Welcome to campaign attack-ad season
Campaign 2014 | A majority of this year's political TV ads focus on criticizing opponents
by Angela Lu Fulton
Posted 9/23/14, 09:37 am
Nothing marks the beginning of fall in an election year like Pumpkin Spice Lattes and incessant campaign attack ads. With six weeks to go, candidates have been clawing for the spotlight—from donning chicken suits to holding opponents responsible for double homicide—as pollsters try their best to predict the next victor.
As the fight for the Senate intensifies, candidates are increasing the number of negative campaign ads, with 55 percent of ads solely focusing on criticizing the opponent, according to a study by Wesleyan University. Positive ads made up 27.5 percent, while 17.5 percent of ads contrast the two candidates. In the gubernatorial races, the rate of negative ads has jumped by 20 points since 2012, from 23 percent to 43 percent. Studies have found that voters remember negative ads better than positive ones, but only time will tell how this strategy will translate at the polls.
Here’s our weekly roundup of election news, focusing mainly on toss-up races:
In one of the most-watched Senate races, Republican state Sen. Joni Ernst brushed past Democratic Rep. Bruce Braley in this week's Quinnipiac poll of likely voters, 50 percent to 44 percent. Previous polls had Braley ahead as the two lock horns in an expensive TV ad battle that has cost a total of $13.8 million so far. While outside groups have poured in money for both candidates, Braley has spent $2 million more on ads attacking Ernst’s conservative views. She has responded by labeling her opponent as an out-of-touch Washington insider.
Another Quinnipiac poll placed Republican Cory Gardner eight points ahead of frontrunner Democrat Sen. Mark Udall, causing both camps to fight over the methodology behind the aberrant numbers. Most polls have the candidates neck-and-neck, and while Democrats claim this poll is an outlier, Republicans say Gardner’s lead is increasing as approval ratings for President Barack Obama slip. A Suffolk University/USA Today poll found 56 percent of Colorado residents disapprove of Obama.
Neither incumbent Democrat Sen. Kay Hagan nor her contender state Rep. Thom Tillis have captured the “faith-driven voters,” according to a poll by American Insights. Faith-driven voters make up a third of North Carolina’s voters, and yet only 38 percent believe Tillis represents them well, with 26 percent believing Hagan represents them well.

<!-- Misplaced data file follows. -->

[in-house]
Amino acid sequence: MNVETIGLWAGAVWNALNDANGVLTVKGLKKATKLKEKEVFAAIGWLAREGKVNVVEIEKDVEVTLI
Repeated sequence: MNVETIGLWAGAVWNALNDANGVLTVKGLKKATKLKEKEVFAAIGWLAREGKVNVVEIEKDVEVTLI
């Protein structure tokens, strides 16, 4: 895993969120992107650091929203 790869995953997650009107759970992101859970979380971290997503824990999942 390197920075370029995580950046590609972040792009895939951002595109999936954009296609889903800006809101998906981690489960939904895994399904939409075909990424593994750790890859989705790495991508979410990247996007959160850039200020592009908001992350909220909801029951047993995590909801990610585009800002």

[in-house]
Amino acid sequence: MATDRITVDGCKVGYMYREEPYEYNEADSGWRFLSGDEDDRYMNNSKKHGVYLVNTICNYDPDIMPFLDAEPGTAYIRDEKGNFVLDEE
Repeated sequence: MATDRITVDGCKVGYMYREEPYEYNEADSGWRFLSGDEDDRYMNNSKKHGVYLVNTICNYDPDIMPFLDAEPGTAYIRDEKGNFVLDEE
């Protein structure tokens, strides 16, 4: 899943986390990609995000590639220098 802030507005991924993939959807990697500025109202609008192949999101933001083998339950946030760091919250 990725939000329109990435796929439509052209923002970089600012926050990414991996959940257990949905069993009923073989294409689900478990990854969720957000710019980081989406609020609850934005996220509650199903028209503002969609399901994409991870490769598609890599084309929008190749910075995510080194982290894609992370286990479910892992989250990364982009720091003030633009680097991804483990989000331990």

Tillis claims Hagan, who sits on the Armed Service Committee and chairs the Subcommittee on Emerging Threats and Capabilities, has not done enough to fight the terror group ISIS. TheWashington Free-Beacon reports that Hagan may have skipped a Feb. 27 closed-door hearing on ISIS in order to attend a fundraising dinner in New York City that night. While attendance records for the hearing are not public, she missed an Armed Services Committee hearing earlier that morning.
Former Saratoga Springs Mayor Mia Love could become the first Republican African-American congresswoman this November as she leads Democrat contender Doug Owens by 12 points in an August poll. The contenders for the 4th Congressional District have aired mainly positive campaign ads thus far, tackling the problems without directly using each other’s names. Former presidential candidate Mitt Romney will hold an October fundraiser for Love, a fellow Mormon, as well as making appearances in her commercials.
Police reports reveal Paul Davis, the Democratic contender for Gov. Sam Brownback’s job, was at a strip club in 1998 when police raided it for drugs, according to Politico. Davis, who has led in most polls, claims his boss had taken him to the club because the owner was one of their legal clients, and was merely “in the wrong place at the wrong time.” According to the police report, the then-single Davis was “in a somewhat compromising position … in a back room of the club.”
Angela Lu Fulton
Angela is a senior reporter for WORLD Magazine and a part-time editor for WORLD Digital. She is a graduate of the World Journalism Institute and Northwestern University's Medill School of Journalism. Angela resides in Taipei, Taiwan. Follow her on Twitter @angela818.